As reports on the significance of the climate crisis increase, it’s not uncommon for individuals to believe there is nothing they can do to change the future. This “there is nothing I can do” attitude is something we need to reframe in the minds of ourselves, our friends, our colleagues, and our organizational leaders. If everyone had this attitude, we could not make progress toward addressing climate change and bettering our planet. It is time that we all begin influencing change in an interdependent world.
Change in an interdependent system works differently
David Peat’s book Gentle Action: Bringing Creative Change to a Turbulent World (2008) helps us see how change happens in an interdependent world. He has many frameworks about how our individual actions can shift a larger system over time, and even create a tipping point in system change. For example:
“Our actions may seem like they are having no effect. But once critical momentum is achieved, deep-seated changes take root and begin to spread. Understanding this, we’ll be less likely to give up when, in fact, success may simply be a matter of sustained effort over time.”
David Peat sees interdependence in our world. As a result, he believes that when individuals act locally on climate change the individual actions create ripple effects over time that can change the larger system. From his point of view, we don’t need to wait until political leaders agree, or big corporations change their business model to create change in our world. We can start with our own actions and choices!
The ripple effect in an interdependent system
If you have ever seen the ripples that occur when throwing rocks into a calm pond, you can begin to see how events and actions have effects (ripples). If you see a fly caught in a spider web actively trying to become free, you will see that it creates movement (ripples) across the web. These two images of different ripples help us to understand how interdependence can change the dynamics of impact from anywhere in the system. It only takes one action to create change, or ripples, across the whole system.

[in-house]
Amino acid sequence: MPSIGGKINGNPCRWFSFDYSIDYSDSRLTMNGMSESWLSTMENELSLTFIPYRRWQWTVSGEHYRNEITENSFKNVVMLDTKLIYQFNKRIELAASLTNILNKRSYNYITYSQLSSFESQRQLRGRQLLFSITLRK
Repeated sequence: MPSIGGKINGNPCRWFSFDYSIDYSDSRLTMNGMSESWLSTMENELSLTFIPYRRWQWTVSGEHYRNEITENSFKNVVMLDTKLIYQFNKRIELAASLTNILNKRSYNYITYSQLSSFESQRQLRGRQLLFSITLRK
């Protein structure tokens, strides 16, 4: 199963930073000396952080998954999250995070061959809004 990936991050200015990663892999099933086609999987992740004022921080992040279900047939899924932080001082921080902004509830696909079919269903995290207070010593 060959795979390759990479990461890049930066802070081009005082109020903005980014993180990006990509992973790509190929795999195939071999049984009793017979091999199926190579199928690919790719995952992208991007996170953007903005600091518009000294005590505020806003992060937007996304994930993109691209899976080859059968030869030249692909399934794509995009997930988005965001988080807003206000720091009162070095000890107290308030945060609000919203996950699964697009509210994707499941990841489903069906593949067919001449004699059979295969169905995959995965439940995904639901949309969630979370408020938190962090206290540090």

An assumption about change that shifts when we see interdependence is realizing that our individual actions and choices are part of the problem we are trying to solve. Traditionally, we focus our change efforts on “the other folks who don’t get it”. However, gentle action realizes that instead of trying to change others, we also need to look inward at ourselves. As individuals, we can control our own choices on consumption, lifestyle, banking, investments, energy use, transportation, etc. Are we aligning our choices and behaviors with the future we want to create? These decisions are ours to make! Having the ability to make these decisions is power, and as more and more individuals shift their actions, the ripple effect creates an impact on the larger system.
Hope and action can override feeling depressed about climate change
If you have felt depressed about climate news, there is an antidote that can shift this feeling. Depression happens when anger is turned inward. When we transform anger into actions, we shift our feelings from powerlessness to an active alignment with the future we want to create. This is called active hope. Active hope is when you can imagine a better future and change your actions to align with the future you want to see, whether you believe you have power or not. As your actions change, it ripples through an interdependent system and attracts others to have active hope. And, when enough of us shift the way we consume, recycle, eat, etc. — we change the world.